What is Cross Training and who can practice?

Cross training

We’ve all heard of the fitness training Cross Training. I would even say there are more people talking about her than practicing her. Many are the critics and, in fact, everyone has the right to express their opinion, even if it is often created without any basis or knowledge.

In a very simple way, Cross Training consists of performing functional exercises in a constantly varied, high intensity way . The aim is to prepare the practitioner for his daily tasks, both for the most obvious and for the least predictable.

If you’re getting ready to try Cross Training for the first time, read my other article on what to do in the first practice.

The variety present in the training should not be confused with a random choice, but rather with the aim of covering the maximum of movement patterns, training volume, or even loads used . As for the high intensity, it must be instilled in a logical order of motion mechanics, of its consistency, and only after these steps will we be able to work it. While we are not able to do this, we must use basic movements with little or no external load, minimizing the risk of injury .

Who can practice Cross Training?

I would say that in a place with good conditions and accompanied by a competent professional, anyone from 8 to 88 years old can benefit from Cross Training results . The methodology allows to adapt the movements, making the training easy to apply to different levels of physical condition. In this way, we can achieve an equal relative intensity for all practitioners.

This methodology entered the “fear” in Portugal and were counted by the fingers of the hands the spaces of training. The coaches were not many, there were no grassroots athletes and the few who had derived from other modalities, or came from professional areas such as security forces and armed forces. I had the privilege of watching the growth of all this: in 6 years, we went from a training space to more than 100, 4/5 coaches to more than 600 people with Level 1.

The methodology, which was going to be a fashion, became a certainty and, today, Portugal is following the European growth that has been noticed. Proof of this is to have athletes of 14/15 and over 50 years to practice, qualified trainers and optimal spaces for practicing the sport, thus attracting Portuguese brands to support athletes. Now, looking back, as a coach and as an athlete, I can say that Cross Training has changed my life , that of my athletes and family members for the better.

Look for a BOX (Cross Training training space) near you, with qualified technicians and try out this training methodology that is changing the lives of more and more people.

Cross Training Training Plan

I leave a small suggestion of training plan of Cross Training that can be done by anyone , it can be adapted either in the load, or in the number of repetitions:

Heating:

  • 5 ‘light jogging;
  • Hip mobility.

Skill / Strength:

  • Back Squat (5-4-3-2-1) / (60-70% -80% -90% -100% of Maximum Repetition – RM)

WOD:

Every Minute On The Minute (EMOM) 9 ‘:

  • 1 ‘- 10 Calories Rowing
  • 2 ‘- 15 Push Up
  • 3 ‘- 20 Goblet Squat @ 24 / 16kg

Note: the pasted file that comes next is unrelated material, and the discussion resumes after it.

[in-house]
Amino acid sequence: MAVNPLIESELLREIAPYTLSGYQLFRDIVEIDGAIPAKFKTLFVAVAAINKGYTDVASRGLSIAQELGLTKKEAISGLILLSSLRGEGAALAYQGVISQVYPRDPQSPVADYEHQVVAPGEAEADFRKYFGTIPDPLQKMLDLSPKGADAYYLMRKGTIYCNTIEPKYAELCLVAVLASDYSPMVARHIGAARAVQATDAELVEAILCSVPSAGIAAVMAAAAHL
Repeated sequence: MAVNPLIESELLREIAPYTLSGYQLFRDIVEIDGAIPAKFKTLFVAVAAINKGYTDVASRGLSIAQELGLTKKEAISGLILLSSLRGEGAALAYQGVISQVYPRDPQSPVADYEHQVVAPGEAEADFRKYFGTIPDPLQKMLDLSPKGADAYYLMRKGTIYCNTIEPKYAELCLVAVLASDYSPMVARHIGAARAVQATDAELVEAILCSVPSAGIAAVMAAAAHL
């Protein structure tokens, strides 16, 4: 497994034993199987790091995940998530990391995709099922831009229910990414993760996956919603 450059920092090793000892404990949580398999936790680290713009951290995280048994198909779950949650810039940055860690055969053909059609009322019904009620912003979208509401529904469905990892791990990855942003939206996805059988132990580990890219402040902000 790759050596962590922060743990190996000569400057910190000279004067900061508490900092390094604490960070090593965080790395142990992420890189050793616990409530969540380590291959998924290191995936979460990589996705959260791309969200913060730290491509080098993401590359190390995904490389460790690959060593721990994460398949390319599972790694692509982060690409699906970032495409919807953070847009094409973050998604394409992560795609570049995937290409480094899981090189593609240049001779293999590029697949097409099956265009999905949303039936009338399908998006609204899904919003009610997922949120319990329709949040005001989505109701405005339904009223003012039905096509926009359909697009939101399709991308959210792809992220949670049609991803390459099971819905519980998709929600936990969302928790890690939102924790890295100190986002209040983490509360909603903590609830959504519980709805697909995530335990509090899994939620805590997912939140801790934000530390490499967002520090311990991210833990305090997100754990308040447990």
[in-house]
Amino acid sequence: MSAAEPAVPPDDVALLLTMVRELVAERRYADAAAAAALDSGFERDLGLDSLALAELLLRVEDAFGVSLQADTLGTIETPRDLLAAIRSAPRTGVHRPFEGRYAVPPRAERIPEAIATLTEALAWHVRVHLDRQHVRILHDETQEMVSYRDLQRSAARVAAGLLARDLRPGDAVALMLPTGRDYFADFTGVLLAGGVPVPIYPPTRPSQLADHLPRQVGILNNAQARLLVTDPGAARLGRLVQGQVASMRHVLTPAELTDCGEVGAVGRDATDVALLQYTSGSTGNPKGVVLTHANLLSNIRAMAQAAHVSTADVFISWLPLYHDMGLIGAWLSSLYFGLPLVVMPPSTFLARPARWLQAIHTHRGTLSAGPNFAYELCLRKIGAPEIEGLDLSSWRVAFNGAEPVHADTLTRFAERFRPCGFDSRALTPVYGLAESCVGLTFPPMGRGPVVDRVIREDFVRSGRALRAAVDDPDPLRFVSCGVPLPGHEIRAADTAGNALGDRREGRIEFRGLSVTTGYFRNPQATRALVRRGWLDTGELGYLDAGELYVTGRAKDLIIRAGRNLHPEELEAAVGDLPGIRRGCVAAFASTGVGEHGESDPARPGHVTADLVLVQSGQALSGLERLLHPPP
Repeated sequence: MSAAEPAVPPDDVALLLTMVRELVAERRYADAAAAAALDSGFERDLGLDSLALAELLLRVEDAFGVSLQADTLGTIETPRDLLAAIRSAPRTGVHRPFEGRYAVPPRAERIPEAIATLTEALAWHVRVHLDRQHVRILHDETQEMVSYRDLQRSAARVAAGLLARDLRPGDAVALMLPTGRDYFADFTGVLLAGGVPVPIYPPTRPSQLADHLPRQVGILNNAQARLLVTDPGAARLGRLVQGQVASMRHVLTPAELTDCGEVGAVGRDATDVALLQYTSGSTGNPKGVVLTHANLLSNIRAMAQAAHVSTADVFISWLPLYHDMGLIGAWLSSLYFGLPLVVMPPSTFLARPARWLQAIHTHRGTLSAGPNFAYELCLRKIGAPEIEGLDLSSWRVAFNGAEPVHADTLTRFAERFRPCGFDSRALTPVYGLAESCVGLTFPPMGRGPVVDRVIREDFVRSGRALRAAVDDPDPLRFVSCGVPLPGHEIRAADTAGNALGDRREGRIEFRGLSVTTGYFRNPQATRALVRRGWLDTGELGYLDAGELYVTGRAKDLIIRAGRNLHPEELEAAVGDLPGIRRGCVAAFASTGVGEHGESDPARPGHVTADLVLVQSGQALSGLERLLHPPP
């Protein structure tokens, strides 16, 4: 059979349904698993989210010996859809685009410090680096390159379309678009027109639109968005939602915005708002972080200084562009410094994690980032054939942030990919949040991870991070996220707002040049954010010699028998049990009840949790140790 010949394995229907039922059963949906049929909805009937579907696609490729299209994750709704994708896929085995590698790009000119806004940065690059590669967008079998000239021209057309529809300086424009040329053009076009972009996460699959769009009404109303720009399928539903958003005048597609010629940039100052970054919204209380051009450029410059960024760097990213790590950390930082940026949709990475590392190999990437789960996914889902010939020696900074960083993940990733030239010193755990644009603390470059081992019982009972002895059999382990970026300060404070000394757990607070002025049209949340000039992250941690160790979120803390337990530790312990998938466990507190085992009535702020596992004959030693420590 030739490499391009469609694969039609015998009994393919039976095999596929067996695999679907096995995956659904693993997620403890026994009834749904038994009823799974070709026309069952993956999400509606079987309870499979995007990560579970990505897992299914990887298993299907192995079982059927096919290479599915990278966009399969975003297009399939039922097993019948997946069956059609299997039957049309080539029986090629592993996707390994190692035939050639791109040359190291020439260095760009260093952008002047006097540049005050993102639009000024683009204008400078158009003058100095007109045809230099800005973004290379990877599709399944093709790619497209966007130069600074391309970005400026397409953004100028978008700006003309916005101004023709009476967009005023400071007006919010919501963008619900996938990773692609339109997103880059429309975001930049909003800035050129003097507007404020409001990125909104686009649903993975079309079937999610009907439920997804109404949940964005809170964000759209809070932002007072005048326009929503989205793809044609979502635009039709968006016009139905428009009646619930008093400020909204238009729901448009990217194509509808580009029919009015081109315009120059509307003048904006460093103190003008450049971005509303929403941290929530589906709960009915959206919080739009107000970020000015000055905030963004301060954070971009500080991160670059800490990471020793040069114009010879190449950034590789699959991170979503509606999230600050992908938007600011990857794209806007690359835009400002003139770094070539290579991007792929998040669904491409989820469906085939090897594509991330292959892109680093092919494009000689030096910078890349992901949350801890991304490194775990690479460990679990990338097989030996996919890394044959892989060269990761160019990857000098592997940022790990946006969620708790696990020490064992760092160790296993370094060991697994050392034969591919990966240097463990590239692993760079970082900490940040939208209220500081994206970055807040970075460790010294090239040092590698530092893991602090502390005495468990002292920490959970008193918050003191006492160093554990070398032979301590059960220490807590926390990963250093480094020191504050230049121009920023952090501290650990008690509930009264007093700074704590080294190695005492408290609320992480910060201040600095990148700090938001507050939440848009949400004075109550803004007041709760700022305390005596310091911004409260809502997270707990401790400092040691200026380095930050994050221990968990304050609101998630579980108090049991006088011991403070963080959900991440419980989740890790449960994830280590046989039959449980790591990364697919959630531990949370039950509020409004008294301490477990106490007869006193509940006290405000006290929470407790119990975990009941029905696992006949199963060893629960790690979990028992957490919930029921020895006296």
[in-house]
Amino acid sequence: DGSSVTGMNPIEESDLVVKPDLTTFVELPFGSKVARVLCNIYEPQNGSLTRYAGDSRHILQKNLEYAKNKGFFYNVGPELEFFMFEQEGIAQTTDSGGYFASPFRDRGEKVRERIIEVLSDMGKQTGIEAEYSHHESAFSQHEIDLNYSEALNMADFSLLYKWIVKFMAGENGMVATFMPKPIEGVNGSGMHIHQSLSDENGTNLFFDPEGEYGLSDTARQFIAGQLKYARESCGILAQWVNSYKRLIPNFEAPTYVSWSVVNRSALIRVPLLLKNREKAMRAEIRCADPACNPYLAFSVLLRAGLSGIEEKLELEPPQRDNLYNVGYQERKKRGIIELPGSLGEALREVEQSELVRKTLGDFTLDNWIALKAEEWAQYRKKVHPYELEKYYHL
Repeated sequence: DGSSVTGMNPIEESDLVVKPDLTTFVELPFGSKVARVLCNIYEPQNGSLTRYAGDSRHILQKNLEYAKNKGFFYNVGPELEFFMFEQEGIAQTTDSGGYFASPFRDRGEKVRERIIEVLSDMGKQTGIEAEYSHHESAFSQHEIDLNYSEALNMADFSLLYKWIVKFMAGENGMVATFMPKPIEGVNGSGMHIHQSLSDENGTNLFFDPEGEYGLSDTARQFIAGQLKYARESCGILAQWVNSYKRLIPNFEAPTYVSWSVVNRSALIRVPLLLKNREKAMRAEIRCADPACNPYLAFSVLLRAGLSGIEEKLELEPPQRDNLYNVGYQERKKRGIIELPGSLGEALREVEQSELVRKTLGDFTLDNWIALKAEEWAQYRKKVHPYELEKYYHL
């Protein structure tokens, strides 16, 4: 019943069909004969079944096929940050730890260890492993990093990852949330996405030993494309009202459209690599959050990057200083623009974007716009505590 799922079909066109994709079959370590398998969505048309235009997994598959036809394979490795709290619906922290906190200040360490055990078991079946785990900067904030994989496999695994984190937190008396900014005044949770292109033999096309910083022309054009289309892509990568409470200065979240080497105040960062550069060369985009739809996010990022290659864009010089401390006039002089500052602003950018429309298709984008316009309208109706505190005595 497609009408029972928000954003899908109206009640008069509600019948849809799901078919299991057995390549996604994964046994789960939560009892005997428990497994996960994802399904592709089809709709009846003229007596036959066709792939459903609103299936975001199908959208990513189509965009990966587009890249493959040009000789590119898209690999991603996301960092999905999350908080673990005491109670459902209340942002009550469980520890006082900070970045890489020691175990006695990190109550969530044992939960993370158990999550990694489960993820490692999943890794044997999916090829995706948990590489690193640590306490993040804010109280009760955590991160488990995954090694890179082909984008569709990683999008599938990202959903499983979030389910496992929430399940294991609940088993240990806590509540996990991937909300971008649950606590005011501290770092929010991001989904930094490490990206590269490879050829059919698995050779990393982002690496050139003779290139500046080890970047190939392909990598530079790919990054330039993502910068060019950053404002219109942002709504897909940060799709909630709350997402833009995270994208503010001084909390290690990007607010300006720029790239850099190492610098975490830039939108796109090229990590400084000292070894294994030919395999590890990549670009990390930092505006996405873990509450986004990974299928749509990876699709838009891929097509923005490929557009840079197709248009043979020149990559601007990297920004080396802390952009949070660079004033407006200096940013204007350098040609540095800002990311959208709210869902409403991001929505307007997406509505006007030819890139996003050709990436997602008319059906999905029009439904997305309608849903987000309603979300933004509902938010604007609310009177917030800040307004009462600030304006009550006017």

• (3 series of EMOM)

Rest 2 ‘

  • 3 Rounds for Time (RFT):
  • 10 Calories Rowing
  • 15 Push Up
  • 20 Goblet Squat @ 24 / 16kg

Additional work:

  • 3 Rounds Not To Tempo:
  • 10 Unilateral Rows
  • 10 Inverted Abs
  • 10 Pistol in the Box

Cross Training Glossary

  • AFAP (As Fast as Possible) / RFT (Rounds For Time): Fixed number of exercises that must be performed in the shortest possible time.
  • AMRAP (As Many Rounds / Repetitions As Possible): Perform as many sets of exercises / reps as possible within a set time.
  • BENCHMARK WOD / GIRLS: These are standardized and used to measure the evolution of the physical conditioning of the Cross Training practitioner. The most well-known benchmark is Fran, 21-15-9 Thruster and Pull-Up: 21 Thruster reps, followed by 21 Pull-Up replays, followed by 15 + 15 and lastly 9 + 9.
  • COACH: As we called the Cross Training coaches.
  • COMPLEX: Sequential weight lifting exercises that are finalized without dropping the bar.
  • DNF (Did Not Finish): This is when the athlete does not complete the whole workout.
  • EMOM (Every Minute on the Minute): Performing a series of exercises that starts every minute and the rest of the minute after the exercise series is used as rest.
  • HERO WOD: These are challenging and generally longer training sessions designed to honor members of the American public safety force who died in combat.
  • KIPPING: It is a way to realize some movements where the potential energy of the hip is used to help in the movement. Widely used in Pull-Up, Muscle-Up and Hand Stand Push-Up.
  • METCON (Metabolic Conditioning): Metabolic Conditioning, achieved through WODs.
  • PR (Personal Record) / PB (Personal Best): Personal Record of a given exercise or workout. 1RM, 2RM, 3RM … (Rep Max): It is the maximum weight that can be raised by performing a number X (1, ​​2, 3, …) of repetitions of an exercise.
  • RX: Prescribed standard movement of movements and loads, without adaptations or escalations.
  • SC (Scale): It is the version of Cross Training accessible to all, since any training can be adapted / scaled / customized according to the individual abilities and abilities of each one (elderly, atypical, sedentary, athlete, obese , young, skinny etc).
  • TABATA: It is a training protocol of 8 rounds of 30s, which total 4min, with each round starting with 20s of activity, followed by 10s of rest.
  • UNBROKEN: Is to be able to perform all the proposed repetitions, without pauses until finishing the round or the WOD.

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